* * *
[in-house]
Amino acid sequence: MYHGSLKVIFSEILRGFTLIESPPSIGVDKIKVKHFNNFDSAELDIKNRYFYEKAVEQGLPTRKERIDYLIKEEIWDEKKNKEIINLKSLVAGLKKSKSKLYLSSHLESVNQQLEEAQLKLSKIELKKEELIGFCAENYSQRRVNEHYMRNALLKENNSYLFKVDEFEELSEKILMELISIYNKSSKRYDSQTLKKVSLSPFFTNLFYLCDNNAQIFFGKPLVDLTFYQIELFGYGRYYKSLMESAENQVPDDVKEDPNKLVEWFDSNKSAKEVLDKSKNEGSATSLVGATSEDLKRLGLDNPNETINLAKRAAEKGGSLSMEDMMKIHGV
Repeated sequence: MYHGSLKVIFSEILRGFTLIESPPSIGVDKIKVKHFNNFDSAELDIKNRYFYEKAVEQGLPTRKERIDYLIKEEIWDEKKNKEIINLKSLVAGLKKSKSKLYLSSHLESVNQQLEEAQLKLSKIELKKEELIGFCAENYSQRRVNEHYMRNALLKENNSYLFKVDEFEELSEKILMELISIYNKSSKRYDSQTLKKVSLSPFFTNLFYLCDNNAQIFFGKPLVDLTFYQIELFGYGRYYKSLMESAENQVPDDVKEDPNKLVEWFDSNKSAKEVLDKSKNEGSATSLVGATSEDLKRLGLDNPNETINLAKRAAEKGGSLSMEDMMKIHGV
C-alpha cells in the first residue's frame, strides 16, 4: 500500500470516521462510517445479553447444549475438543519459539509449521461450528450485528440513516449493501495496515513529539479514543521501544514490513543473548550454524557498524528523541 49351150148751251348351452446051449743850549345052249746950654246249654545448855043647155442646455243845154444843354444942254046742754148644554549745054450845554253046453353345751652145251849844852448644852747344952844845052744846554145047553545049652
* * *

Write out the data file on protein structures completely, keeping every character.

[in-house]
Amino acid sequence: MYHGSLKVIFSEILRGFTLIESPPSIGVDKIKVKHFNNFDSAELDIKNRYFYEKAVEQGLPTRKERIDYLIKEEIWDEKKNKEIINLKSLVAGLKKSKSKLYLSSHLESVNQQLEEAQLKLSKIELKKEELIGFCAENYSQRRVNEHYMRNALLKENNSYLFKVDEFEELSEKILMELISIYNKSSKRYDSQTLKKVSLSPFFTNLFYLCDNNAQIFFGKPLVDLTFYQIELFGYGRYYKSLMESAENQVPDDVKEDPNKLVEWFDSNKSAKEVLDKSKNEGSATSLVGATSEDLKRLGLDNPNETINLAKRAAEKGGSLSMEDMMKIHGV
Repeated sequence: MYHGSLKVIFSEILRGFTLIESPPSIGVDKIKVKHFNNFDSAELDIKNRYFYEKAVEQGLPTRKERIDYLIKEEIWDEKKNKEIINLKSLVAGLKKSKSKLYLSSHLESVNQQLEEAQLKLSKIELKKEELIGFCAENYSQRRVNEHYMRNALLKENNSYLFKVDEFEELSEKILMELISIYNKSSKRYDSQTLKKVSLSPFFTNLFYLCDNNAQIFFGKPLVDLTFYQIELFGYGRYYKSLMESAENQVPDDVKEDPNKLVEWFDSNKSAKEVLDKSKNEGSATSLVGATSEDLKRLGLDNPNETINLAKRAAEKGGSLSMEDMMKIHGV
C-alpha cells in the first residue's frame, strides 16, 4: 500500500470516521462510517445479553447444549475438543519459539509449521461450528450485528440513516449493501495496515513529539479514543521501544514490513543473548550454524557498524528523541 49351150148751251348351452446051449743850549345052249746950654246249654545448855043647155442646455243845154444843354444942254046742754148644554549745054450845554253046453353345751652145251849844852448644852747344952844845052744846554145047553545049652